Ehrlichiosis is a tick-borne disease. Infection with this parasite can cause anaemia, immunosuppression and compromise the blood’s clotting ability. This disease is considered as deadly as babesiosis.
A disease your dog could catch abroad
The disease is particularly widespread in large parts of North and South America, Europe (Mediterranean basin and the Rhone Valley), Asia and Africa. British dogs are particularly vulnerable if they travel abroad as they have never encountered the disease and therefore have no resistance.
How is Ehrlichiosis spread?
Ehrlichiosis is transmitted through tick-bites to dogs, in which they infect and proliferate in monocytes, which leads to immune complex related diseases. Susceptible dogs can die within a couple of days of the clinical signs appearing.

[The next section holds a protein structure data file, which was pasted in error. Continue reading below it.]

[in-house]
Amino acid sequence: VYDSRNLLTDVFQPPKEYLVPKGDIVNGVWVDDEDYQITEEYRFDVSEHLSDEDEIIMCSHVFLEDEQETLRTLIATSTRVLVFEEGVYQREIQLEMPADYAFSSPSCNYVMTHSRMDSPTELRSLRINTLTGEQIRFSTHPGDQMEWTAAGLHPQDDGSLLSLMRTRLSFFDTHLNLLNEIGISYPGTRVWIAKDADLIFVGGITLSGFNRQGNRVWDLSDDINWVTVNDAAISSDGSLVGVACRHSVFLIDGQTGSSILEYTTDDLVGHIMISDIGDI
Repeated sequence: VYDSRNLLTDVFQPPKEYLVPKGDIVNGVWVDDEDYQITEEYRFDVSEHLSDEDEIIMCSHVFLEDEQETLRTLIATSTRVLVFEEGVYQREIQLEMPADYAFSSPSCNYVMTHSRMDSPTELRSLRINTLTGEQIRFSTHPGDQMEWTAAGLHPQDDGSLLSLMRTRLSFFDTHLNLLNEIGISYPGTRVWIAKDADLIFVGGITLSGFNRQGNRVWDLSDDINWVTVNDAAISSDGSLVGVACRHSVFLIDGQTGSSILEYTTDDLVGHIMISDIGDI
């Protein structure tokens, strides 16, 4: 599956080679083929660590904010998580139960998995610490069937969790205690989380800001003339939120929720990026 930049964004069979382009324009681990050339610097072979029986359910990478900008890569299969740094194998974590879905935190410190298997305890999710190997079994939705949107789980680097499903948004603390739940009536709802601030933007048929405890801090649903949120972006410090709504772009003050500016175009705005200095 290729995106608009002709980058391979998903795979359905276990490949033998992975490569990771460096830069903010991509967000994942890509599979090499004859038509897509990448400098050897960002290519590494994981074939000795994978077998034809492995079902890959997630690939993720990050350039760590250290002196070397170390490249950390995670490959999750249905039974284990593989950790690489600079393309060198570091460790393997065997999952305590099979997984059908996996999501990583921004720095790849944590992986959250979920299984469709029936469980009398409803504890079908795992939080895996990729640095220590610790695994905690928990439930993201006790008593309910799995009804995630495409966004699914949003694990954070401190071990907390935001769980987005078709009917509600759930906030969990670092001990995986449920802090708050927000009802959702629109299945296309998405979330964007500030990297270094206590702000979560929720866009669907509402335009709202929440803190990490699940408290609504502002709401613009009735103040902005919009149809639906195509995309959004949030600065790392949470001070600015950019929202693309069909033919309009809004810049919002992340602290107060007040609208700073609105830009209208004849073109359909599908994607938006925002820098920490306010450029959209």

What are the signs and symptoms of Ehrlichiosis?
Ehrlichiosis has an acute, subclinical and chronic phase. The acute phase starts with fever, anorexia, vomiting, swollen glands and bleeding problems (nose bleeds). This phase can take up to four weeks. Most dogs will survive this phase.
Depending on a dog’s breed and immune status, a subclinical and chronic phase will follow. In the severe chronic phase symptoms like nose bleed, neurologic signs, inflamed kidneys and arthritis are seen. Most dogs in this phase will not survive. German Shepherds are very sensitive to the infection.
How do I protect my dog from Ehrlichiosis?
If holidaying abroad with your pet, it is vital to protect your dog from ticks and check its coat every day. If you can remove ticks, within a day of attachment, the disease can be prevented. A collar containing deltamethrin also controls infestation with ticks for five to six months.